Bucket lists symbolize a last push by panicking students to capture every memory they can of university.  The thought is that with a year of dedicated effort you can achieve in your final year what you failed to do in your first three.

The Reality?

There’s a reason you never did any of your bucket list in the first 75% of your undergraduate career.  Whether it’s because your list is too challenging or too much work, you quickly realize that trying to capture stave off your inevitable nostalgia is sadder than Madonna trying to stay relevant.

The problem is when you try and cram in three years of missed opportunity you forget what makes the stuff you DID do fun.  The point of the university experiences that typically wind up on bucket lists is the story behind the accomplishment.  When you reduce those stories down to a checklist they tend to lose all meaning.

Continue reading this story here…

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Begin somewhere; you cannot build a reputation on what you intend to do.

Liz Smith

Just Start

Quote of the Day

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Student Unions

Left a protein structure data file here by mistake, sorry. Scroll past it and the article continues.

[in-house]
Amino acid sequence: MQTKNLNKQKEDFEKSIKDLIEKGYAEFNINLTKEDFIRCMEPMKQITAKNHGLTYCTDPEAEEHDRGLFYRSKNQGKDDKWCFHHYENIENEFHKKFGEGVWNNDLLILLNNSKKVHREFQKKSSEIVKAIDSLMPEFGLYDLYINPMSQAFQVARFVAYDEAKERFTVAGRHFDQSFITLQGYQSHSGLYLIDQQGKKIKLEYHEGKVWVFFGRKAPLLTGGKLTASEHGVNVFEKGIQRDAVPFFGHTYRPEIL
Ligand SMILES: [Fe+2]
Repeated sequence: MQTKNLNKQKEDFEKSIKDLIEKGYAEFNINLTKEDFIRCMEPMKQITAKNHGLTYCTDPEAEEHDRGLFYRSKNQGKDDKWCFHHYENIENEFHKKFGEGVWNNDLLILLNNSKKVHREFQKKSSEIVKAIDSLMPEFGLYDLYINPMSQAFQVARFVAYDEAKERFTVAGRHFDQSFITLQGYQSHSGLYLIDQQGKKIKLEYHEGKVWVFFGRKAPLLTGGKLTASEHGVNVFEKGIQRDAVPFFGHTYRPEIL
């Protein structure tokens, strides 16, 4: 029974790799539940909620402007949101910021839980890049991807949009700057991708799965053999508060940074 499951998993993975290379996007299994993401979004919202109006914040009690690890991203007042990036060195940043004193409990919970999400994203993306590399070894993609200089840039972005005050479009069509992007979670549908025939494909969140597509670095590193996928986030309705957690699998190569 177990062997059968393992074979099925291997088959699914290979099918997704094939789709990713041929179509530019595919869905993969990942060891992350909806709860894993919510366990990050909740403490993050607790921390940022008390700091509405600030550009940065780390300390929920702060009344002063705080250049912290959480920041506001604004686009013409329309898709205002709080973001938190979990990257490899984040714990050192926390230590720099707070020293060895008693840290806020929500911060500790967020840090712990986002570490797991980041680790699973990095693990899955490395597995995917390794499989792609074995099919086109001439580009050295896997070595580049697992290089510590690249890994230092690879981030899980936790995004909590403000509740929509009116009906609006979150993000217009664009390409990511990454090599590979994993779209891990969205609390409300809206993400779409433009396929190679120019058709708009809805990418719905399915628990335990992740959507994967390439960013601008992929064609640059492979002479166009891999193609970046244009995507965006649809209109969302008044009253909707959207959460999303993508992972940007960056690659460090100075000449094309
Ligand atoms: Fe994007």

First off, apologies for the late post today. It’s been a pretty hectic weekend with lots of lovely and some not so lovely little adventures, but either way I hope you will forgive me and still enjoy this week’s post!

As some of you may or may not know I also work for Warwick Students Union as an Entertainments Representative (basically telling people where/when to party, wooo!).

Warwick SU is a non-profit organisation that is technically separate from the university but works very closely with it to enhance the “student experience”. To quote our motto, the union is “run by students, for students”. In the UK pretty much every university has a corresponding SU which is a great way for them to listen to their students’ voices and be able to improve their offering. On the other hand SUs are also a great way for students to get their voices heard about issues on everything from academia to living costs and social causes.